Letter To MP Olivia Chow Regarding Bill C-10

Below is a letter I sent to NDP MP Olivia Chow regarding the Bill C10, a series of changes to the Income Tax Act, that will allow the federal government to deny tax credits to film productions which they deem to be indecent, offensive, or contrary to public policy. This is yet another occasion when our current Conservative Minority government is attempting to legislate the morality of the nation.If this bill passes how long will it be before the conservatives sneak in similar legislation, for theatre artists, authors, visual artists, and musicians? I know these kind of things are a pain, but I encourage you to take the time to write your local MP to express your concern about this issue. You can use the link provided below to locate their email/contact information. You don't have to
send something as long or as detailed as what I sent. Simply giving your MP another letter to put on the stack of objections will help. If we can convince our government not to support the US led invasion of Iraq, we can stop them from doing this.

Our future as artists is riding on this decision.

Hello Olivia,

I am writing with severe concern about the pending Bill C10 which will allow the government to censor films which they deem to be offensive or indecent. As a gay Canadian Artist, I'm sure you can understand why I would be doubly concerned about this development, since the current government has on multiple occasions demonstrated an anti-gay bias in policy making (a vote against Same Sex Marriage shortly after taking power and the recent ban on organ donations from gay men, for example).

The Canadian Film industry is at a crucial moment in its history. In recent years, artists from this country have finally started to gain international renown for the their work. Artists such as David Cronenberg, Atom Egoyan, Martin Gero, and others are making themselves known on an international level and contributing to the promotion of Canadian culture abroad. And it is artists like these who open the door elsewhere for independent and less well-known artists. When
international programmers or buyers see successful work coming out of our country, they are more likely to take a chance on other works by Canadian artists.

The current success of the film industry is, in large part, due to the tax credit provided. Without it, many artists could simply not afford to create their work. There is also a significant economic investment that film-making puts into our country. The countless technical personal, administrators, actors, and other artists, whose livelihood depends on films behind made in this country could have their financial situations severely jeopardized by this decision. This is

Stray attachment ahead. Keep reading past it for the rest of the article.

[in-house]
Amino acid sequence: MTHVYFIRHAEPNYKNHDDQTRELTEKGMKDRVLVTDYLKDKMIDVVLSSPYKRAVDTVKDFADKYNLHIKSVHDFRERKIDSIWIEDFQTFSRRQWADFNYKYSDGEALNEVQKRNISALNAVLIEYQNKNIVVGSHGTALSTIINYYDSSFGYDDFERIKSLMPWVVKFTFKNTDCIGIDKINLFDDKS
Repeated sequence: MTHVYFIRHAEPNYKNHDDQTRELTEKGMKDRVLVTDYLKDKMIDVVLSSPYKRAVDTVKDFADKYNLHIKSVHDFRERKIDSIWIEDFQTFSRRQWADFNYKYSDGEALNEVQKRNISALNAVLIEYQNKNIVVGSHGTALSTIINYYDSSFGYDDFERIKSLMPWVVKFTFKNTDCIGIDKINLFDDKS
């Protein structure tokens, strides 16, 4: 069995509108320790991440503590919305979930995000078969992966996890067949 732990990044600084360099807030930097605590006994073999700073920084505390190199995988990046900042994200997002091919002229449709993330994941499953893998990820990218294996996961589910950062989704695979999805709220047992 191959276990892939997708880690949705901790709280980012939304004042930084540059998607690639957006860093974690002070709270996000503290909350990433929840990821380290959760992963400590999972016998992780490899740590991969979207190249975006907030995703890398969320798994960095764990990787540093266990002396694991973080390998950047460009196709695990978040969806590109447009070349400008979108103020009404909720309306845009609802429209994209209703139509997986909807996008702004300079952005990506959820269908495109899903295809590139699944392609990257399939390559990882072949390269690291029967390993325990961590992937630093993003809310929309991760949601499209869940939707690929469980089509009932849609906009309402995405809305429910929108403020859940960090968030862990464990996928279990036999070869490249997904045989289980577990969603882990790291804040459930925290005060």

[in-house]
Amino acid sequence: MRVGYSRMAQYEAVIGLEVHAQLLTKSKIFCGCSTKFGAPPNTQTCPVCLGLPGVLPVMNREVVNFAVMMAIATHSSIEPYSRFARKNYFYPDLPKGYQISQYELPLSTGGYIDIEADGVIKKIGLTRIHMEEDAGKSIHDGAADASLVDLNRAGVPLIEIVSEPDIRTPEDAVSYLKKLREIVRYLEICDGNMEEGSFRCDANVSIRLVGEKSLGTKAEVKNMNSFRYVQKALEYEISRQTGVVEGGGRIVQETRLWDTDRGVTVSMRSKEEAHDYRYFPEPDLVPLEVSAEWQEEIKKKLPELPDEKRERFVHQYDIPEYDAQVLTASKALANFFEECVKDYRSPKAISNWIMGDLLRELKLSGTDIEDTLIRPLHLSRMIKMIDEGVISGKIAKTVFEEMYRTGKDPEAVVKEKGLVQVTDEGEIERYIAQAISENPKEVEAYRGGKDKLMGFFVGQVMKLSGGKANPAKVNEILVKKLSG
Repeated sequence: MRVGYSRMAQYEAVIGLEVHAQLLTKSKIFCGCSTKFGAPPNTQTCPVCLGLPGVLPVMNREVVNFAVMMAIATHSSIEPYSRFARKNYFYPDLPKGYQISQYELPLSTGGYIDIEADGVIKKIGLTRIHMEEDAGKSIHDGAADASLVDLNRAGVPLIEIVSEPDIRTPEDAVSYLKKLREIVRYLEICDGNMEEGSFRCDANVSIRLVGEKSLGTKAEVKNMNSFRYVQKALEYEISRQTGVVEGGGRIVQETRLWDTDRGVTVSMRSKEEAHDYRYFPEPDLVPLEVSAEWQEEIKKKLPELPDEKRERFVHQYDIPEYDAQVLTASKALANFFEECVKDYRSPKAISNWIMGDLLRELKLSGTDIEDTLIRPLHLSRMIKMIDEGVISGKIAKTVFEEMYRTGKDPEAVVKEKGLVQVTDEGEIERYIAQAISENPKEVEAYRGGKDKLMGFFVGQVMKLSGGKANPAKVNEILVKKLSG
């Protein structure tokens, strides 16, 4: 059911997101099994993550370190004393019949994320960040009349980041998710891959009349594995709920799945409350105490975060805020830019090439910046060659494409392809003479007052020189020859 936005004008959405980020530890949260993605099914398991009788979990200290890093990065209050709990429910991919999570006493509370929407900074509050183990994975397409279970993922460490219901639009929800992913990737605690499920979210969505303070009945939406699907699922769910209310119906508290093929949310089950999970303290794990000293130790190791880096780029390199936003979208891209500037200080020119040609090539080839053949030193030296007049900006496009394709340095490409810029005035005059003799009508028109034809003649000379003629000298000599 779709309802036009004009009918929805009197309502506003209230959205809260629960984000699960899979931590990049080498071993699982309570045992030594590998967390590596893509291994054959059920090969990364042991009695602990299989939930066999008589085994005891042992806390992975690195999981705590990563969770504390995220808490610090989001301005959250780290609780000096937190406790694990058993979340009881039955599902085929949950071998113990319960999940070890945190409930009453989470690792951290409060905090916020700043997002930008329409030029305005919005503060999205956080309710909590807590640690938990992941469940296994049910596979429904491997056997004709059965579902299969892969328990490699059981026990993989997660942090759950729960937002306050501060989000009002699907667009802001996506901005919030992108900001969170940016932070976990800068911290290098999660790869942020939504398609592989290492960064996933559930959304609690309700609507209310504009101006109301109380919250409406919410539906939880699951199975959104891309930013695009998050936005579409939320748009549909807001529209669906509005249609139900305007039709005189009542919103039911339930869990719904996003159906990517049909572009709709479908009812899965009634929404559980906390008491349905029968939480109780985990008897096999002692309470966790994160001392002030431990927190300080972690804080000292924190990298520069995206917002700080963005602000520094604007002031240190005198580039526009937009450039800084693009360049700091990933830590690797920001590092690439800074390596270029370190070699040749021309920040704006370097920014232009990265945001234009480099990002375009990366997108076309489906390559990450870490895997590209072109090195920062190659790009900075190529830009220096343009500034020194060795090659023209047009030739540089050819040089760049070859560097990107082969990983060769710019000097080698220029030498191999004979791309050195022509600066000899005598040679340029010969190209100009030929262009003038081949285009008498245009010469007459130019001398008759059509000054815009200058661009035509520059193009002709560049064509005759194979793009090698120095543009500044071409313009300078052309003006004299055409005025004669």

not just about a matter of taste. People's abilities to provide for their families could be severely impacted.

Below is a excerpt from an article published in the Globe and Mail on February 29, 2008 regarding this issue:

Conservative MP Dave Batters recently urged the new president of Telefilm Canada, Michel Roy, to block federal funding for objectionable films, listing Young People Fucking as a recent example.
"In my mind, sir, and in the minds of many of my colleagues and
many, many Canadians," said Mr. Batters during a Jan. 31 meeting of
the Canadian Heritage committee, "the purpose of Telefilm is to help
facilitate the making of films for mainstream Canadian society - films
that Canadians can sit down and watch with their families in living
rooms across this great country."

First of all, many Canadians actually want to watch films in cinemas as opposed to waiting for it to be released on DVD and watching the at home. Secondly, this is yet another attempt on the part of the Conservative Party to define for Canadians what a "family" is. I would be happy to watch Canadian films such as Eastern Promises, Kissed, or Where The Truth Lies with my family, even though we may not look like Mr. Batters family.

I encourage you to vote against this discriminatory bill which is in its essence, nothing more than an opportunity for our lame-duck minority government to legislate the morality of our citizens, but will in fact be detrimental the promotion of Canadian culture abroad and financially disastrous for artists and their families in this country.


Chris Dupuis

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